The Ride of My Life
I climbed into the back-seat of the world's hottest jet fighter, the F-16. Clouds hung over our airbase, but I knew that soon I would be above the clouds, where the sun was shining.
A mechanic strapped me into my harness, and plugged in the system that would allow me to breatheand talk at 35,000 feet. "When you start pulling G's," he reminded me, referring to gravity forces,"your G-suit will fill with air automatically." I certainly hoped so. If my suit failed on a high-G missionlike this, I could be killed.
"In an emergency," he said, "just pull the handle between your legs. A rocket under the seat will popyou out of the aircraft, seat and all. Your parachute will open automatically." The mechanic couldn'tresist a parting joke: "If you have to use the survival equipment and it doesn't work, bring it back; we'llreplace it."As I struggled to get comfortable, my pilot, Major Patrick Hamilton, came aboard and startedprogramming the jet's computers. Then, through the microphone, he spoke into my ear: "If you'reready, let's get going." Our engine roared to life, the powerful jet turbines making enough noise towaken the dead. We were going up for a practice battle.
I expected the ride of my life, and with good reason. The F-16 is a $20 million piece of hardware thathas enough horsepower to fly at twice the speed of sound. In tight turns and recovering from dives, itcan pull nine G's, or nine times the force of gravity, causing a 200-pound man to weigh nearly a ton.
The jet roared down the cement surface, slamming me against the seat. In seconds, we reached 145miles per hour. The plane blasted into the air like a bullet shot out of a rifle, and soon we were at 2,000feet and climbing.
The F-16 can fly straight up. It can spin, dive, turn, climb, roll, and make loops with the grace of aneagle. Yet, loaded with practice bombs and 8,000 pounds of fuel, the mostly aluminum aircraft weighssome 15 tons. Controlling this precision machine and its many weapons is like playing a million-dollarvideo game that has dozens of buttons.
"The controls are so sensitive," Major Hamilton says, "they're almost an extension of the pilot'sbody."In fewer than five minutes, we'd reached an altitude of 35,000 feet. At near the speed of sound, wewere flying ahead of our engine's roar. We felt little sense of speed or motion. Even the boom thathappens when the jet breaks the sound barrier went unnoticed.
The ride was exciting yet peaceful, and the view beautiful: an ocean of blue above, a blanket of purewhite below. Inside our clear chamber, we were warm and comfortable, but outside was a wholedifferent world. The atmosphere was 30 degrees below zero centigrade and too thin to breathe.
Trailing behind us were white stripes created by heat from our exhaust hitting sub-zero air.
Our target area was 250 miles to the north. For a few minutes, we would be flying straight, so MajorHamilton turned the controls over to me. "But don't try anything fancy," he warned. My goodness! Ithought of all the pilots who'd give a month's pay to take my place. I turned the plane to the right, but Idid it too hard and we went into a steep turn. I corrected with a squeeze to the left. That's about asfancy as I got.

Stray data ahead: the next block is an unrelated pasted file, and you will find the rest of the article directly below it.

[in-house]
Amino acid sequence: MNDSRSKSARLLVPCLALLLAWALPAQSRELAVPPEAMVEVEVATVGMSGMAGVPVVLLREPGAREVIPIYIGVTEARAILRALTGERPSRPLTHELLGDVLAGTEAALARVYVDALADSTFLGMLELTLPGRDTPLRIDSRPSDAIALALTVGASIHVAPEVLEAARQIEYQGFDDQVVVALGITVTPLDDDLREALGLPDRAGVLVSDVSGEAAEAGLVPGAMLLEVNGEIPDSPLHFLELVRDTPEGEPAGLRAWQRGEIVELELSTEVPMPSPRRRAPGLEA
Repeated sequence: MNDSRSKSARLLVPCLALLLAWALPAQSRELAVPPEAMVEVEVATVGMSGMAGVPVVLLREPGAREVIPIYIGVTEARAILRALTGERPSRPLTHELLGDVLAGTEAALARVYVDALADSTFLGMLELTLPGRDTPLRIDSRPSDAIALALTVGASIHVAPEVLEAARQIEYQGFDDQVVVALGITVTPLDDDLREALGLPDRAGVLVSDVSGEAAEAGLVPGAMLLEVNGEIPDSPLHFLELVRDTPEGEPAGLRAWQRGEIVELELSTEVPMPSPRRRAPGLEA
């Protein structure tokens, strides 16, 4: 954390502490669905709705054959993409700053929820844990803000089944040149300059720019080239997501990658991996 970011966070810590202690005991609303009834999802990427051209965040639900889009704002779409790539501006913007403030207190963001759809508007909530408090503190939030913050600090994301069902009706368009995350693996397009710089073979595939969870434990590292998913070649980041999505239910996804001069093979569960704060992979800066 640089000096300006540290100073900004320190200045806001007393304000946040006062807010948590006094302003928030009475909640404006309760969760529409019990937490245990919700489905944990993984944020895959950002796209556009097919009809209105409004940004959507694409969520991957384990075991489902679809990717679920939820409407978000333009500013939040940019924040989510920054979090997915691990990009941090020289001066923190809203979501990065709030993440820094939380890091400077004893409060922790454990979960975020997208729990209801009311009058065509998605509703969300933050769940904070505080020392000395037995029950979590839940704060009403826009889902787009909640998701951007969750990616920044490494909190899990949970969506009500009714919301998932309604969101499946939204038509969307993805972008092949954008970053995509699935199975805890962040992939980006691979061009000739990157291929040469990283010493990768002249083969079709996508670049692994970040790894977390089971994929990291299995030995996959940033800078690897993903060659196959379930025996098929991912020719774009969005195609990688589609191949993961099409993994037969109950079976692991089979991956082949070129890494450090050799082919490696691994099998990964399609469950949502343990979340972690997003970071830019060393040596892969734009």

Flying the F-16 straight and level was easy enough. Flying in combat and managing the complexweapons system requires considerably more concentration. The pilot must command a collection oflights, dials, knobs, digital displays, and other electronic devices. "You must have to be an engineer orcomputer scientist to fly this airplane," I commented over the microphone.
"It helps," said Major Hamilton. But he added, "You don't have to know how everything is puttogether, just how the system operates. Even a monkey could fly this airplane."Suddenly we heard the commander say "enemy" aircraft had been sighted. Action began with arapid dive from 35,000 feet. I prepared for the G's I knew we'd pull. When the G-meter reached 6.2, Icould no longer lift my feet off the floor. No wonder — they weighed nearly 100 pounds. My visionwent dim, as blood rushed from my head to my feet. My G-suit, now fully filled with air, compressedmy legs to force the blood back into the upper part of my body. The jet twisted, turned, rolled, climbedand dived, constantly whipping me from one side to the other. I was having trouble following it all; Iwas, in fact, just hanging on.
During our mission, no planes were actually shot down. But cameras connected to video recordershad captured the action on tape. Hits and misses, determined by computers, would be watched andevaluated in post-flight meetings.
Although the major joked about how simple it was to fly the F-16, the truth is that a pilot must be anexpert to control the craft. And to withstand the force of high-G movements, he must also be in topphysical condition. As Major Hamilton landed our plane gracefully, I was thankful that he, not amonkey, had been my pilot. This man had indeed given me the ride of my life.